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THE ELECTRONIC FRONTIER FOUNDATION (EFF) is concerned that the US Federal Bureau of Investigation (FBI) plans to maintain a facial recognition database that could include the photos of 52 million US citizens by next year.
The EFF said it has access to FBI documents that suggest it is ramping up the collection of identification data. It said that while fingerprints, eye scans and biometrics are already fair game at the FBI and among law enforcement, this could soon be extended to face photos of anyone, regardless of whether they have been involved in any criminal activity or otherwise.
"EFF received these records in response to our Freedom of Information Act lawsuit for information on Next Generation Identification (NGI) - the FBI's massive biometric database that may hold records on as much as one third of the US population," the EFF said in a statement.
"The facial recognition component of this database poses real threats to privacy for all Americans."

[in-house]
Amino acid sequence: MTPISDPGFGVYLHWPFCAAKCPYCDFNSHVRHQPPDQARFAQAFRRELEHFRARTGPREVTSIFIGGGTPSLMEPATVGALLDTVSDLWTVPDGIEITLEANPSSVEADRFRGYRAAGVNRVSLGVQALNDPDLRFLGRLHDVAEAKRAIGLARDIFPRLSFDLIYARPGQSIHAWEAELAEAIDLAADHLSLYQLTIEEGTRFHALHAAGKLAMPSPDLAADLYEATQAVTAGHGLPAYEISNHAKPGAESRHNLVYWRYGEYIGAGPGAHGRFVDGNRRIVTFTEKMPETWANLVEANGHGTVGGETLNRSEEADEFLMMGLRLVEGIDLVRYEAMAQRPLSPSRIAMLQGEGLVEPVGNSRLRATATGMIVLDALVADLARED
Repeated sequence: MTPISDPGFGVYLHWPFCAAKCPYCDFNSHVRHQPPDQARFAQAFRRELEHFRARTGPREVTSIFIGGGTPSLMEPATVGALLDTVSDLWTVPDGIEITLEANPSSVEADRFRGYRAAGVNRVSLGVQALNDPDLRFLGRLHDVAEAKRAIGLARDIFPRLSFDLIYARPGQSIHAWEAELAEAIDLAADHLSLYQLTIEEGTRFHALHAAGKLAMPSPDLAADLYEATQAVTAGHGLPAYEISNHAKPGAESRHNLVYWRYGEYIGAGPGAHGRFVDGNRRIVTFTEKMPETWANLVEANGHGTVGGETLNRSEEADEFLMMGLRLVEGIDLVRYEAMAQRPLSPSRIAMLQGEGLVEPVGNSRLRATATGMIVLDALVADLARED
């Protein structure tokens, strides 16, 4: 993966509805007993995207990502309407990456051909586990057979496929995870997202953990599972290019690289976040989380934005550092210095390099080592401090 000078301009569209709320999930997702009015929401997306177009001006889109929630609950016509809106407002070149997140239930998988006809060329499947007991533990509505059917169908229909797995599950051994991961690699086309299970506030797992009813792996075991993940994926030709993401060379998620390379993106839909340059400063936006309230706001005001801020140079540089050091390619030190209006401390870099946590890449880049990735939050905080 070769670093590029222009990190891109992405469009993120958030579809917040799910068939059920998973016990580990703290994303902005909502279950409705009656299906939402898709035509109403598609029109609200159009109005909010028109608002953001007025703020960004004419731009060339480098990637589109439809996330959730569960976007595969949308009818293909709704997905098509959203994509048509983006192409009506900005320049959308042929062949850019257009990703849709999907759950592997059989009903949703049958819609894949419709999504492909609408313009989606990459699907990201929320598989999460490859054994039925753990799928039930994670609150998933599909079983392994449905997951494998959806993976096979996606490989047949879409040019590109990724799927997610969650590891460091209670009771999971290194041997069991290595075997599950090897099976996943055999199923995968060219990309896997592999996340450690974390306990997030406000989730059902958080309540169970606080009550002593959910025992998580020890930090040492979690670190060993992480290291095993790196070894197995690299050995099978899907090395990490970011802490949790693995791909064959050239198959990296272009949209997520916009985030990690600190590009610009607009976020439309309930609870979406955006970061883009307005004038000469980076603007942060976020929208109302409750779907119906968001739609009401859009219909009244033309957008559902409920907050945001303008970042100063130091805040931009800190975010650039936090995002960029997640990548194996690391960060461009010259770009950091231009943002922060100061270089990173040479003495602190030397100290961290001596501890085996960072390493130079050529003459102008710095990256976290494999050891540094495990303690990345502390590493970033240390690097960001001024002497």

The NGI is a case of serious mission creep, according to the EFF, and it reckons that the FBI will build up a collection of 52 million faces by 2015. It said that thousands of images will be collected every day and that tens of thousands of searches will be applied to them.
The main worry is that the database will include all faces, regardless of how they have come the way of the FBI. Anyone who applies for a certain kind of job may be profiled and added to the NGI, warned the EFF.
"One of our biggest concerns about NGI has been the fact that it will include non-criminal as well as criminal face images. Currently, if you apply for any type of job that requires fingerprinting or a background check, your prints are sent to and stored by the FBI in its civil print database," it explained.
"This is changing with NGI. Now an employer could require you to provide a 'mug shot' photo along with your fingerprints. If that's the case, then the FBI will store both your face print and your fingerprints along with your biographic data."
That is one worry, another is about how accurate the NGI is likely to be. The EFF's short answer is "not very accurate at all", and it is anticipating a misfiring system that draws innocent faces into criminal investigations.
"We know from researchers that the risk of false positives increases as the size of the dataset increases - and, at 52 million images, the FBI's face recognition is a very large dataset," it added.
"This means that many people will be presented as suspects for crimes they didn't commit. This is not how our system of justice was designed and should not be a system that Americans tacitly consent to move towards." µ